“It’s important to keep in mind that this is just one of the credit factors. It doesn’t guarantee that there’ll be a credit rating change,” he said. There are other things that are under consideration, including growth in the grand list, which is projected to be healthy, as well as continued positive operating performances—if fund balances were to continue to grow, would allow for, I should say, a slightly higher debt load.”

He also walked the Board through other options including utilizing short-term notes to cover some of the costs of debt. He said some Connecticut towns, like Darien, Greenwich, and Guilford, used short-term funding options, such as bond anticipation notes, to cover school construction. Lindsay said  these would “provide short-term funding during construction to help with cash-flow and phase-in budgetary impact of new debt.” 

“Think of it as a construction loan,” he said. “We can use the grants when they do come in to pay off the note.” 

He said  short-term funding options could be used in anticipation of state reimbursements.

“One of the things I wanted to talk to you about was some mitigating steps that the city could consider to help manage the cash flows for these large projects,” he said. “And some of them have state reimbursement, which is great. But unfortunately, in practice, the state hasn’t always been timely in providing that reimbursement. And they do have 5% holdings in the form of retainage. So when we’re talking about significant amounts of aid, particularly in Norwalk High School, it adds up.”

This would also allow the city to “maintain internal liquidity necessary to preserve ratings,” Lindsay said. 

Chair Ed Abrams asked Schmitt to come back with some final recommendations in a few weeks for how the city can start to implement some of the ideas that Lindsay shared in his presentation.

Comments

2 responses to “Paying the Bills: Examining How Norwalk Can Pay for its Capital Projects”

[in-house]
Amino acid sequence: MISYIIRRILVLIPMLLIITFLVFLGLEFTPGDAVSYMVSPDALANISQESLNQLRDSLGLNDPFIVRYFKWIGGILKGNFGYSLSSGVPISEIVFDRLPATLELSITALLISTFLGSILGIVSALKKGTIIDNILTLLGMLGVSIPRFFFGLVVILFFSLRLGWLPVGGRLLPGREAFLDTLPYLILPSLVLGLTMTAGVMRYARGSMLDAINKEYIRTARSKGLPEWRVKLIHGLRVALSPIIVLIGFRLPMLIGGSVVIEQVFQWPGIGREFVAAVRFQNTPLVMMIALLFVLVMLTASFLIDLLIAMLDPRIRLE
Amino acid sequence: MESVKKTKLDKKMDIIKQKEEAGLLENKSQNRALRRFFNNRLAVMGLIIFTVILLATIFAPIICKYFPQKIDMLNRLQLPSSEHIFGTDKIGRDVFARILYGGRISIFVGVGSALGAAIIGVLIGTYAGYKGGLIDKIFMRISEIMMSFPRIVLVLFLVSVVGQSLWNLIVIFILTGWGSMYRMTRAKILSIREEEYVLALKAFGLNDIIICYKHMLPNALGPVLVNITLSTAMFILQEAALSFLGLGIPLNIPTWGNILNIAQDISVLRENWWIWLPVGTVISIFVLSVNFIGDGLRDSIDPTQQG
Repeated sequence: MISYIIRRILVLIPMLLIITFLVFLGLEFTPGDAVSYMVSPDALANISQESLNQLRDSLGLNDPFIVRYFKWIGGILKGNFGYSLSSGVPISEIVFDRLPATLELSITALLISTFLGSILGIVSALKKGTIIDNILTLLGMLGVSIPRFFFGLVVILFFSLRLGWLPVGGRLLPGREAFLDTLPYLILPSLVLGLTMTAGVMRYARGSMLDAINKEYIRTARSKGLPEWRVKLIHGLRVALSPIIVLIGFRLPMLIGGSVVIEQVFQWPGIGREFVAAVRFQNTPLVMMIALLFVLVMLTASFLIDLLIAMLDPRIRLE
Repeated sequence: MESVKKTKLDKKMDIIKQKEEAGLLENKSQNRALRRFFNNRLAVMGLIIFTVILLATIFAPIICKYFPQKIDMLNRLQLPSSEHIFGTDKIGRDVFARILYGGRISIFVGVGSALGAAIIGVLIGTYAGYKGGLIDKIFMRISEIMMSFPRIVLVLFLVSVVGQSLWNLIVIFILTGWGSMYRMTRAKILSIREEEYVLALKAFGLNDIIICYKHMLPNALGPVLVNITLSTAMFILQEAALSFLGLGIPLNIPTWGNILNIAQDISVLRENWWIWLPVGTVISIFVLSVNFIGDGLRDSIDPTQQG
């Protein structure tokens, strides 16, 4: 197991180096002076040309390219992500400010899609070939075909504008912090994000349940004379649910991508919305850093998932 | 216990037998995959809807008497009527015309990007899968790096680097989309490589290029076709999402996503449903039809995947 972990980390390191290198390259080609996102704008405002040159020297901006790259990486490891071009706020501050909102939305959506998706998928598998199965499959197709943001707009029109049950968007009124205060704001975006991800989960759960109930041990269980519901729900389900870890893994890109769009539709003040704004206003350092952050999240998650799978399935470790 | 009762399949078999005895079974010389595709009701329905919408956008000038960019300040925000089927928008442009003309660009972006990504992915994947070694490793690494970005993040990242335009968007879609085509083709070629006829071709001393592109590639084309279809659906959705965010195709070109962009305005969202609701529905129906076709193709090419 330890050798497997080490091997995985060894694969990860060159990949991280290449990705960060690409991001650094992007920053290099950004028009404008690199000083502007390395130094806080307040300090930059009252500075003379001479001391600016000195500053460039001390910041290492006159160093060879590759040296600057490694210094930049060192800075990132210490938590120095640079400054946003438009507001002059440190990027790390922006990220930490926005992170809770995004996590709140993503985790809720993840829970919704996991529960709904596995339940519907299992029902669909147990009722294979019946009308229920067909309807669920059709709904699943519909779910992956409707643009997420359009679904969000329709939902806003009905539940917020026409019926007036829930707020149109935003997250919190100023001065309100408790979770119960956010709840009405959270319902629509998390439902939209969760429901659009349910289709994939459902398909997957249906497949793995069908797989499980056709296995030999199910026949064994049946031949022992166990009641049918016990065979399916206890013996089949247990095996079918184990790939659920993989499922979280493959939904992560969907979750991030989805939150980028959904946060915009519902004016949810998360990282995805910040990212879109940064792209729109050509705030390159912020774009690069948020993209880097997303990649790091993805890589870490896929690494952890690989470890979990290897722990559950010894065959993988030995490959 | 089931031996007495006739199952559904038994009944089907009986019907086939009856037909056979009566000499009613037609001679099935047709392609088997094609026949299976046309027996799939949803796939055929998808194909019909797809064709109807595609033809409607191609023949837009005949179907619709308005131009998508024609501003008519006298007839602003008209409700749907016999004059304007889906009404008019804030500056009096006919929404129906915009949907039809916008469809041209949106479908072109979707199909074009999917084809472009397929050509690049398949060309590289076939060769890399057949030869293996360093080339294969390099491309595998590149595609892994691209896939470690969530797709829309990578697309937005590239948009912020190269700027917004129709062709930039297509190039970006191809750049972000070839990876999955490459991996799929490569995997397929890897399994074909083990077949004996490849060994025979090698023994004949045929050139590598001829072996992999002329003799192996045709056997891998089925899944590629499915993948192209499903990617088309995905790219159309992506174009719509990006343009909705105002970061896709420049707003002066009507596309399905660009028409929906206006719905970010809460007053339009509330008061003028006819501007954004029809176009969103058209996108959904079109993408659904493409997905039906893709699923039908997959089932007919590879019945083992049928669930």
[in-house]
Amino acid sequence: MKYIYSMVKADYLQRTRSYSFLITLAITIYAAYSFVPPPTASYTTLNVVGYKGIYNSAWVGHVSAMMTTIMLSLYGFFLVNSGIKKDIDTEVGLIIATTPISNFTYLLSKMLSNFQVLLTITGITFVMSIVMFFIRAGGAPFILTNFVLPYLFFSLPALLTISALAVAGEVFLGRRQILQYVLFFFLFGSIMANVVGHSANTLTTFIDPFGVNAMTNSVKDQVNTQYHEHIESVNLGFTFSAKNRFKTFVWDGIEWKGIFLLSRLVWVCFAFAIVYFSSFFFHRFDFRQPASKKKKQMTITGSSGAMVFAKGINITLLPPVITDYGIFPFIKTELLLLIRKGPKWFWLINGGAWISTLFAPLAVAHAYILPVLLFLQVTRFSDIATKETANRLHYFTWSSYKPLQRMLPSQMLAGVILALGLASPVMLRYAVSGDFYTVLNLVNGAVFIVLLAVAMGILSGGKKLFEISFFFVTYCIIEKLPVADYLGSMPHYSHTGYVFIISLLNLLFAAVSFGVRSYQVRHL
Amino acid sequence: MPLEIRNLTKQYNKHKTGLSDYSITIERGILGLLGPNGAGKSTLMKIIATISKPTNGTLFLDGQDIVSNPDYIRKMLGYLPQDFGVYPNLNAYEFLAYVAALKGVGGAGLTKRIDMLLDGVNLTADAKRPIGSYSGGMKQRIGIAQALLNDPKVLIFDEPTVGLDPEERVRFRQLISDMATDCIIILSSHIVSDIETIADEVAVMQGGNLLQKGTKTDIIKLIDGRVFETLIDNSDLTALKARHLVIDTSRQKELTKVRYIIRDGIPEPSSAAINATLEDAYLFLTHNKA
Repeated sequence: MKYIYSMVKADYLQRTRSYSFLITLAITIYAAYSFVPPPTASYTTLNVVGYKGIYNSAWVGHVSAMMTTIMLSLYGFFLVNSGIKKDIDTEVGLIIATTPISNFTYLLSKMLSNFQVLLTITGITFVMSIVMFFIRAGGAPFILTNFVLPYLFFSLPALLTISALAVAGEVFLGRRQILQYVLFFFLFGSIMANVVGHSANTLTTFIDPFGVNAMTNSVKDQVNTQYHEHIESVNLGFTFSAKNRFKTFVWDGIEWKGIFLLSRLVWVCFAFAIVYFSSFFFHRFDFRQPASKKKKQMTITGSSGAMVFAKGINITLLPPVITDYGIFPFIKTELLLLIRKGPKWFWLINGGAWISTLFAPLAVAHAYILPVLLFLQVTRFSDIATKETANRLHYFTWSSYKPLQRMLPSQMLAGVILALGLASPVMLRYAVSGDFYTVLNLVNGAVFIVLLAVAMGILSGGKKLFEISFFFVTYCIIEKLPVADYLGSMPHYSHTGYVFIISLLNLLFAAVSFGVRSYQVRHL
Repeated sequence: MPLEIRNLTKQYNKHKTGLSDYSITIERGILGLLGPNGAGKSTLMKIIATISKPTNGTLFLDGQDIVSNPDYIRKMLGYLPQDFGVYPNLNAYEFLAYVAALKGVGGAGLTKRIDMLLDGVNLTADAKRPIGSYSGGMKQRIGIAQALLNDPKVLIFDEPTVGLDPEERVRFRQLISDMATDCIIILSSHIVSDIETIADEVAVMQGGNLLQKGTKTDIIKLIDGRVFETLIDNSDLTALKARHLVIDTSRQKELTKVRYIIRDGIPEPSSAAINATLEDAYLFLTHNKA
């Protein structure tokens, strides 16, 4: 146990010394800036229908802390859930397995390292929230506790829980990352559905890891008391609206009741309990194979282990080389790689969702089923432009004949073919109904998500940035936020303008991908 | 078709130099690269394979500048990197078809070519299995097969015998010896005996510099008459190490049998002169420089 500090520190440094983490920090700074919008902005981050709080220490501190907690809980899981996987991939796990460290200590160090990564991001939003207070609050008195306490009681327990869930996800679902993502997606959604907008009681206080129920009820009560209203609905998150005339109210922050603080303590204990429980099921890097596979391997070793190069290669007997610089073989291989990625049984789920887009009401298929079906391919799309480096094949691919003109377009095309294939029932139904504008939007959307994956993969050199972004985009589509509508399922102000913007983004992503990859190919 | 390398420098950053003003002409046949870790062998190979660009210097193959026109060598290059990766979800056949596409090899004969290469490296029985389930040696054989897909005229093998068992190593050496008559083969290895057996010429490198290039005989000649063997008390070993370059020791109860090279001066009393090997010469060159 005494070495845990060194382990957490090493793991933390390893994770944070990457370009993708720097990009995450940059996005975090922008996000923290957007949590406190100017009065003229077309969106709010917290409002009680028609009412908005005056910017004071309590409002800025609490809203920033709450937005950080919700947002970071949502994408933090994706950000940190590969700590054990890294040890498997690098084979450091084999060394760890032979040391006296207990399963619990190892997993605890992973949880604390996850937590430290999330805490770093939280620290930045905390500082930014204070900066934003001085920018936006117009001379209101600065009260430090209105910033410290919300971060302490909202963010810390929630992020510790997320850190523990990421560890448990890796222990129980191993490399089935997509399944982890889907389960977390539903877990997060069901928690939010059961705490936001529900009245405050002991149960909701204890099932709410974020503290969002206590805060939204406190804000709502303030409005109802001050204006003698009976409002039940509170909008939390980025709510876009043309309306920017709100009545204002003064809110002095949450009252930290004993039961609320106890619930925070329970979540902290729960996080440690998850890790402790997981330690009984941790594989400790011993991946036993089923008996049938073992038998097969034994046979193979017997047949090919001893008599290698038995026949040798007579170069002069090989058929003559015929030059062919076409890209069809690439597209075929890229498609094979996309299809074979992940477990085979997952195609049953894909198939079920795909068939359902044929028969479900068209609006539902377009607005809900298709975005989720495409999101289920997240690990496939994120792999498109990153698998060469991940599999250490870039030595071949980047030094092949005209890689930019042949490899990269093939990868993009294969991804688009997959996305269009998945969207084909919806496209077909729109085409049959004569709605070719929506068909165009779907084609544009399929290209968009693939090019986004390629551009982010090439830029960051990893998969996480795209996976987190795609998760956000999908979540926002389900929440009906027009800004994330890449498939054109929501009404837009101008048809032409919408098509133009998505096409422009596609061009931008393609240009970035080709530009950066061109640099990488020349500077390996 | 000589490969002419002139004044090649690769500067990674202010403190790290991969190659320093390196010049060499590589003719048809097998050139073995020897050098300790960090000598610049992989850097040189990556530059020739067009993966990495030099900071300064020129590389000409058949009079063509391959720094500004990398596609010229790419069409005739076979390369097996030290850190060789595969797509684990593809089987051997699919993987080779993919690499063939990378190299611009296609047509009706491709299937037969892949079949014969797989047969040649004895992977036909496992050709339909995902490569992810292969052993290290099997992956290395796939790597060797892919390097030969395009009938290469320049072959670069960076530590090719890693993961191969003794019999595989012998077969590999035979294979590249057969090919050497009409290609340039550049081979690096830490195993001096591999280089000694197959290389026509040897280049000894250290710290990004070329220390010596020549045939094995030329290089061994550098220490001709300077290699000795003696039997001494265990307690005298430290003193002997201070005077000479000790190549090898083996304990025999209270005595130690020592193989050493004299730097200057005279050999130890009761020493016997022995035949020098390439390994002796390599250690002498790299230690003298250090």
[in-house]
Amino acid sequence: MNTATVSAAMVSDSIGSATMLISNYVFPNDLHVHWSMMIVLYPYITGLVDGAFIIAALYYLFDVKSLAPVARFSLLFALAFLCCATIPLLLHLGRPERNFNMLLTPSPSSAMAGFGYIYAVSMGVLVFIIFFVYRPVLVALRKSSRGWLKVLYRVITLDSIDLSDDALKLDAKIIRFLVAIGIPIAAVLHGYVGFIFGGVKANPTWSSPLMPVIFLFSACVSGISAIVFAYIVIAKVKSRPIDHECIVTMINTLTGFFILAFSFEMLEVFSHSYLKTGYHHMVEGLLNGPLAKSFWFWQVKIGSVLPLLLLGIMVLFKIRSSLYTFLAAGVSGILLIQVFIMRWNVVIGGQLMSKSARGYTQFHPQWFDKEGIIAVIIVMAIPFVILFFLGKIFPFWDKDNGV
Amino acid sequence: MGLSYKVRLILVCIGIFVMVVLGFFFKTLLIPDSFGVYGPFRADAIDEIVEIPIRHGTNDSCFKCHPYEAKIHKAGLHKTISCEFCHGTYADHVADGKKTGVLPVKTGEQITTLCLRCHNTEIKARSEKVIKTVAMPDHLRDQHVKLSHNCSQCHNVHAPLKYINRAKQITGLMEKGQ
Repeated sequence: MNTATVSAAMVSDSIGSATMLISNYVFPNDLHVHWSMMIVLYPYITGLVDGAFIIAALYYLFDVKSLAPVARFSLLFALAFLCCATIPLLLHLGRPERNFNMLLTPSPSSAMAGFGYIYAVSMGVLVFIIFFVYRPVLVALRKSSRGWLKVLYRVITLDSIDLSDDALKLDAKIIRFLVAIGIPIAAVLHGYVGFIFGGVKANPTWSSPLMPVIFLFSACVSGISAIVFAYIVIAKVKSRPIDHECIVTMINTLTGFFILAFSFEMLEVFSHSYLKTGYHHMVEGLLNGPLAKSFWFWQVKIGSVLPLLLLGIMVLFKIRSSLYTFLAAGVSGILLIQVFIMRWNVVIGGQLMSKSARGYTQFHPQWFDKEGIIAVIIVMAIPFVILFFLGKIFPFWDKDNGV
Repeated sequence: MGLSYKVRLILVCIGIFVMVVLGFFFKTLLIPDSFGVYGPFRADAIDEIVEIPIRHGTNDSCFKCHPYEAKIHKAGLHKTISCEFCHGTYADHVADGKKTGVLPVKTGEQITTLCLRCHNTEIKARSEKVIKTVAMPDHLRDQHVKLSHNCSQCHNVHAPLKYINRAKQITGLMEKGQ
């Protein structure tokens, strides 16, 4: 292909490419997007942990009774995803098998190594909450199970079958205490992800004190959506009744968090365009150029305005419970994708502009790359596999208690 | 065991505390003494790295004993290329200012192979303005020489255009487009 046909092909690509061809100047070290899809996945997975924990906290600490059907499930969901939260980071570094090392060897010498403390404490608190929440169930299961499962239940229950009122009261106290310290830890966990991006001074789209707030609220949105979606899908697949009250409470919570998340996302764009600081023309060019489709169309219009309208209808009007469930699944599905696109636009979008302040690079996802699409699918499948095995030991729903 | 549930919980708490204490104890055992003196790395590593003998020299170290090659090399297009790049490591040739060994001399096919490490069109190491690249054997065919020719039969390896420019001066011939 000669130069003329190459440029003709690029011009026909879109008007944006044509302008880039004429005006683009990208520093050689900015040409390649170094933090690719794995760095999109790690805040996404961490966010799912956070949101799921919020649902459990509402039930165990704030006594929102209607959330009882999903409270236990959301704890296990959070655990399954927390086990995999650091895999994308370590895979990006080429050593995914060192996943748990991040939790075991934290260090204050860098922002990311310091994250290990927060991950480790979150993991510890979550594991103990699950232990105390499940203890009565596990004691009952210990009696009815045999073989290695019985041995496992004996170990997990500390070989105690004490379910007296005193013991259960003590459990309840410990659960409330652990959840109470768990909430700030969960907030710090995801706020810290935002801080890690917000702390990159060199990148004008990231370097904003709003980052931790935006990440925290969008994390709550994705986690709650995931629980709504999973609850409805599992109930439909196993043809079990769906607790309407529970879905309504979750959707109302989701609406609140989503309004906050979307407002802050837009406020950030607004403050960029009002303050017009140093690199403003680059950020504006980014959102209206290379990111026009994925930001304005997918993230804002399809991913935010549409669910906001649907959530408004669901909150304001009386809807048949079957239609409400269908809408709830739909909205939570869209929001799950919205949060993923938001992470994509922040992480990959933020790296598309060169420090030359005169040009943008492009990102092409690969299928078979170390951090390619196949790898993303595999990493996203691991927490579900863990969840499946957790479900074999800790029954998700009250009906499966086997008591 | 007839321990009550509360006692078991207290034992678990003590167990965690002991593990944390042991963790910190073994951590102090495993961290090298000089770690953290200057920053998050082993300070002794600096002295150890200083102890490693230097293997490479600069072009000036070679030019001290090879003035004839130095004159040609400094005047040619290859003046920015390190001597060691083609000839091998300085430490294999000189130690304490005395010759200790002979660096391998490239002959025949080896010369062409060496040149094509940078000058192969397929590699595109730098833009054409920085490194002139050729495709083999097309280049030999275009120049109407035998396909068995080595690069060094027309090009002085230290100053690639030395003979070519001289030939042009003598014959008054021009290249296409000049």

1. Bryan Meek

    WTH?

    Did someone tell the analyst that we’ve already broken ground on these projects he says we should re-examine the need to finish in about 3 or 4 years? Did someone tell him the levy needs to increase 37% on homeowners to maintain status quo?

    BANS to cover short term obligations?. So issuing $155 million at 4% for a short term instead of 5% for 20 years is the solution? Why didn’t the Finance Department come up with this earlier if that was the case? Maybe because it knows any savings would be blown on christmas trees and Halloween parties so it wouldn’t matter?

    I’m not blaming the consultant here, but one can see how and why Enron was able to maintain the illusion of its AAA rating up until a few weeks before it collapsed.

    I wonder how much of the $34 million in retired debt went to pay for the $10 million athletic facility we just bulldozed?

  2. Bryan Meek

    “Towns like Darien, Greenwich, and Guilford, used short-term funding options, such as bond anticipation notes, to cover school construction”

    They know how to live within their means.

    Towns like Bridgeport, Waterbury, and Hartford build a few expensive, shiny objects they can’t afford under the guise of state reimbursement with absolutely no ROI analysis, while kicking the can down the road on all other financial obligations until eventually then need a $500 million bailout like Hartord while the rest of the city falls to seed.

    Sadly, add Norwalk to that list in the future at this current pace.